But the building itself will pull us back there time after time, regardless of what’s inside it. Probably the most revered Dutch architect ever is Hendrik Petrus Berlage (1856-1934). He designed the street plan of old Amsterdam South, and most famously Amsterdam’s ‘Beurs’, the stock exchange building near Dam Square.

Courtyard, Gemeentemuseum, den Haag


Sadly, he died before the work he regarded as his masterpiece, the Gemeentemuseum (Municipal Museum), was completed in The Hague in 1935. It’s a triumph of simple clean straight lines, influenced by Frank Lloyd Wright, with intricate patterned brickwork on the exterior, and understated coloured tiling inside. Filtered natural light floods the exhibition areas from above.

There’s a brilliant exhibition in there at the moment, Kandinsky and der Blaue Reiter, a great collection from the Russian artist’s most colourful period, when he and a group of German artists including Franz Marc, worked in Munich just before the outbreak of WWI.

Wassily Kandinsky: Orientals

Okay, I admit it, I took a couple of surreptitious snaps when the attendants weren’t looking. But I didn’t use a flash – Kandinsky will never know I was there, and the bad colour balance should ensure nobody but me will ever want to send this picture around cyberspace.

Trip notes: Den Haag is a forty minute train ride from Amsterdam. Entry to the Kandinsky en der Blaue Reiter exhibition is EUR12.50.

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HERMITAGE AMSTERDAM – from Russia with love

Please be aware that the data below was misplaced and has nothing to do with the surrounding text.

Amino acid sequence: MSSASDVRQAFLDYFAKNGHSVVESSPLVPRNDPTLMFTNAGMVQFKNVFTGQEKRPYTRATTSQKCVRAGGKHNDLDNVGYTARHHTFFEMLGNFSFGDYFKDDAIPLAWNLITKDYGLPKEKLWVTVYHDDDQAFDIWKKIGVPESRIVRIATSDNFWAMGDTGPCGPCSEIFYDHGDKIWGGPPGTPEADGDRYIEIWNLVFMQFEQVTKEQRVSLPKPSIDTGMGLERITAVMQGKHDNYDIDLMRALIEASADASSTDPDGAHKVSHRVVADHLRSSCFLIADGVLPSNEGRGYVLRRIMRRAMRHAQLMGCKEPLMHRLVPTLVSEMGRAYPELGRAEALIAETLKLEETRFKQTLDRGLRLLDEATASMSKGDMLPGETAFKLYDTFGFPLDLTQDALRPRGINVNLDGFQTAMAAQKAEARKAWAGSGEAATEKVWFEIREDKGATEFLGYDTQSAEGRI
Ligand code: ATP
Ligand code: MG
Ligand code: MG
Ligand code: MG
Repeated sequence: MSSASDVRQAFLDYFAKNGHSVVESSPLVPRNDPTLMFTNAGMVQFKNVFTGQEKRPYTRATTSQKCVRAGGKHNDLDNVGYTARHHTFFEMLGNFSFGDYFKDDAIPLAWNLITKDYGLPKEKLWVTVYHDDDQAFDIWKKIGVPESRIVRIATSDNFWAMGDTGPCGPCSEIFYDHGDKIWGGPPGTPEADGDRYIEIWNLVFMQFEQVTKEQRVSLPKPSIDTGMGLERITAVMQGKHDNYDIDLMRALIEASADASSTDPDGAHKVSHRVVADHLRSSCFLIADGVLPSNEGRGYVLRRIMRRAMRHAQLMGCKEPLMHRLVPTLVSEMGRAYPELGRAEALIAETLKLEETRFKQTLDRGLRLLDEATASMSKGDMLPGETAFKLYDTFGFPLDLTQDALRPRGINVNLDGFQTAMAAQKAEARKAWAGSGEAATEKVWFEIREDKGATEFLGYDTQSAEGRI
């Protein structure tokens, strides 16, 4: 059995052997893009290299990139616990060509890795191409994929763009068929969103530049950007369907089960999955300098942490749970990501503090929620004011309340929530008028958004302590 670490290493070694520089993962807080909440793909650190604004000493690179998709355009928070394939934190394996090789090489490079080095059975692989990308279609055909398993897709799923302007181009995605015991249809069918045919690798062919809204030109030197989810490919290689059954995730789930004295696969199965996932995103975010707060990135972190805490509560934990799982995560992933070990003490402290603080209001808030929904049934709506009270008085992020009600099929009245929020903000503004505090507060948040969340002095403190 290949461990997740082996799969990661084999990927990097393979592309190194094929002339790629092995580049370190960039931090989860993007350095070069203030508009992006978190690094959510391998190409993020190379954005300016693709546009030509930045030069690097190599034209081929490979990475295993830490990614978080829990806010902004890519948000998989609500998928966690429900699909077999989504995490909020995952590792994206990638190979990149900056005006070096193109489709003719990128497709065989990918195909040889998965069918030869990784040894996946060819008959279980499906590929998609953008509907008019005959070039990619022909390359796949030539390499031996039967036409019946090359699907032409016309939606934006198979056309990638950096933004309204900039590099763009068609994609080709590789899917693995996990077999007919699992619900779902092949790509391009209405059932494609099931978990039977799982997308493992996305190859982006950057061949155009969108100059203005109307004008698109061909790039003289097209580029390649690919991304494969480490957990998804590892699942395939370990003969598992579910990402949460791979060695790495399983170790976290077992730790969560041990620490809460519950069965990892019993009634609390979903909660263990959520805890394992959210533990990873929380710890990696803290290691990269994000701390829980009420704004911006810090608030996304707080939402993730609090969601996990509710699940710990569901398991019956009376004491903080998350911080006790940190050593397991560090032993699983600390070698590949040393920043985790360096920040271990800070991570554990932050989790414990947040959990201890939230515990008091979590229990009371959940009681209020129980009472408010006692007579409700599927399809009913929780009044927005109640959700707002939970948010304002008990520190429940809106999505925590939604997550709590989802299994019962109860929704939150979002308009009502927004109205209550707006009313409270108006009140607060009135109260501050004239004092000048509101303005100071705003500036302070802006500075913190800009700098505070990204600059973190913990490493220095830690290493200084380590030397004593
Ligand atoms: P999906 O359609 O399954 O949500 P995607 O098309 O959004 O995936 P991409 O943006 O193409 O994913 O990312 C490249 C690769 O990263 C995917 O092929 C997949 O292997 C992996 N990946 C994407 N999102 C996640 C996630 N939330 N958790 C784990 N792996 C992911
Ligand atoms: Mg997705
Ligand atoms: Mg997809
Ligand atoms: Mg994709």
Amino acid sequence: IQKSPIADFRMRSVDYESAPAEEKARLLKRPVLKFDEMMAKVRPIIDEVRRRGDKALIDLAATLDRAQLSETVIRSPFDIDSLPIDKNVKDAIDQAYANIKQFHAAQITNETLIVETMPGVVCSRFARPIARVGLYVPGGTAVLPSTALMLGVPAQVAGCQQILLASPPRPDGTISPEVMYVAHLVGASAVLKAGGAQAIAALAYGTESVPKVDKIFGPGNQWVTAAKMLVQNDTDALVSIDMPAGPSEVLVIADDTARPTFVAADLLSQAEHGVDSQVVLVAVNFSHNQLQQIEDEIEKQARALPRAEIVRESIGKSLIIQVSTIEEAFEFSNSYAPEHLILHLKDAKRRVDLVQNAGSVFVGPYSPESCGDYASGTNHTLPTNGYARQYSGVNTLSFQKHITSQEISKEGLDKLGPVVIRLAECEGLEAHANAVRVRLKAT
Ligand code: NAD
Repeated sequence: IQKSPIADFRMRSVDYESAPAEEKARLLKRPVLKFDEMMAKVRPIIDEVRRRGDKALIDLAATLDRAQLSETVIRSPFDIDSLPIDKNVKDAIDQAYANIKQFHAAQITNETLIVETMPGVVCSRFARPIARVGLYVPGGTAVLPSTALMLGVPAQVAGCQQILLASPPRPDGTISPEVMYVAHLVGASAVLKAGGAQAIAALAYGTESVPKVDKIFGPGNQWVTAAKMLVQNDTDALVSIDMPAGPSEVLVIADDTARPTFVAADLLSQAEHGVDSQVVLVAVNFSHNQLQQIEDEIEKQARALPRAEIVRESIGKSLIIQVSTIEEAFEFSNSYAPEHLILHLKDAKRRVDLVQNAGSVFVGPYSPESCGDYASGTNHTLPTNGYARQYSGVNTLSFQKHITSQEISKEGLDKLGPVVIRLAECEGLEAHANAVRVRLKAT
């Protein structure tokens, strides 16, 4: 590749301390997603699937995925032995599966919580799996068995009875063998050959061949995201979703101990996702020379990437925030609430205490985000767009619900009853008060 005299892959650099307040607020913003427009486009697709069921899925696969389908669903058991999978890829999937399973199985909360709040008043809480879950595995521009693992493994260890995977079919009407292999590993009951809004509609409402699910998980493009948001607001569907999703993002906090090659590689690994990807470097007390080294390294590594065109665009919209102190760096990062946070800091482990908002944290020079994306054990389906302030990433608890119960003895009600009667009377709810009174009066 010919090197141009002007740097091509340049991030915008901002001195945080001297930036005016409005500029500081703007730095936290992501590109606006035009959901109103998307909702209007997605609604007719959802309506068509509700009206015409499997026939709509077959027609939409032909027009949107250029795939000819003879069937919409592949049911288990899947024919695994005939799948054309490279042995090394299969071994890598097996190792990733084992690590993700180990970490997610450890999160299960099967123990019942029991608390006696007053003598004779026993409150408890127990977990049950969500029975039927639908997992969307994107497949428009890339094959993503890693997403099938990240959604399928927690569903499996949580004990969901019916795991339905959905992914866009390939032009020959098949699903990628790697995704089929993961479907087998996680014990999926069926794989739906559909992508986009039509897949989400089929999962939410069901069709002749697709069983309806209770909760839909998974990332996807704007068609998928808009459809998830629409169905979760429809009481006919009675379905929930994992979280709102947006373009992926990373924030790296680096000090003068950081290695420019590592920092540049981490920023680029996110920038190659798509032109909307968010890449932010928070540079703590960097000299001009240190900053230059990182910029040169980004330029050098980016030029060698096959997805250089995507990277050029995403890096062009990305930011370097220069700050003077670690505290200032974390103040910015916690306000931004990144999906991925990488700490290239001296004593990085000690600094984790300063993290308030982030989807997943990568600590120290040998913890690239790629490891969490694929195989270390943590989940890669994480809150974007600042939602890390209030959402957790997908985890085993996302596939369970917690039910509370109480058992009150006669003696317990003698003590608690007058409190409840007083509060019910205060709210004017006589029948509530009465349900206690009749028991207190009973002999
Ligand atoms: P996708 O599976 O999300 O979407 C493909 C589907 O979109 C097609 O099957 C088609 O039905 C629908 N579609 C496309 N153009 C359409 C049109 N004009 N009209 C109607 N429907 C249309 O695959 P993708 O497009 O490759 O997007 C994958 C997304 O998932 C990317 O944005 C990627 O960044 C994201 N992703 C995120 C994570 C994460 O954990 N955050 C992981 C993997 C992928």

Hermitage and Amstel River

The Dutch and the Russians go way back as allies. In 1813 Peter the Great sent some Cossacks to help the kick the French out of Holland. The royals on both sides got matey and Prince William of Orange married Anna Pavlovna Romanova in 1816. Hitler’s mistake in invading Russia hastened the end of German occupation of the Netherlands. Dutch supercoach Guus Hiddink now trains the Russian World Cup soccer team.

Now there’s an art gallery connection. Last year the famous Hermitage Museum in St Petersburg opened a regional branch in Amsterdarn. The Hermitage has more paintings lying around in the dusty cellars than it has walls to hang them on, so it was a sensible idea to lend some of their surplus pics to their Dutch pals.

Amstel River

Amsterdam had a nice big building on a spectacular site on the Amstel River. For three hundred years it had been a home for old people, but with the rising standards of care demanded in modern Holland, it was no longer considered suitable for housing anybody. So in 2007 the last old person moved out, and the redevelopment team under architect Luuk Kramer moved in.

They did a beautiful job. The fabulous Matisse to Malevich exhibition has just opened and will be in Amsterdam till September. It features some of Matisse’s masterpieces, including the stunning Red Room and his famous Dance II (those girls holding hands and dancing in a circle), as well as some of the best work of his fellow “fauves”, Derain and de Vlaminck. Then there’s a room of full of great Picassos, and another of Kandinsky’s bright-coloured landscape period as he moved towards abstraction.

The view of the Amstel from the gents’ toilet is lovely too.

The displaced old people are not entirely forgotten in this museum. Downstairs in the cellar is a reconstruction of a 1725 kitchen, to show how the old people used to live, on a diet of artificial potatoes, apparently. Upstairs is a super modern Luuk Kramer designed café – so smart that we assumed we couldn’t afford coffee there.

I suspect most visitors go to St Petersburg for one main attraction – the Hermitage. Shame it’s so complicated and so expensive to get there. It’s much cheaper and easier to get to the Amsterdam branch.

TIP: A Dutch ‘museumkaart’ (museum card) gives unlimited access to most museums in the country. It is valid for a year, costs 40 Euros and is good value if you’re planning to visit five museums or more. You can buy a museumkaart at all major museums.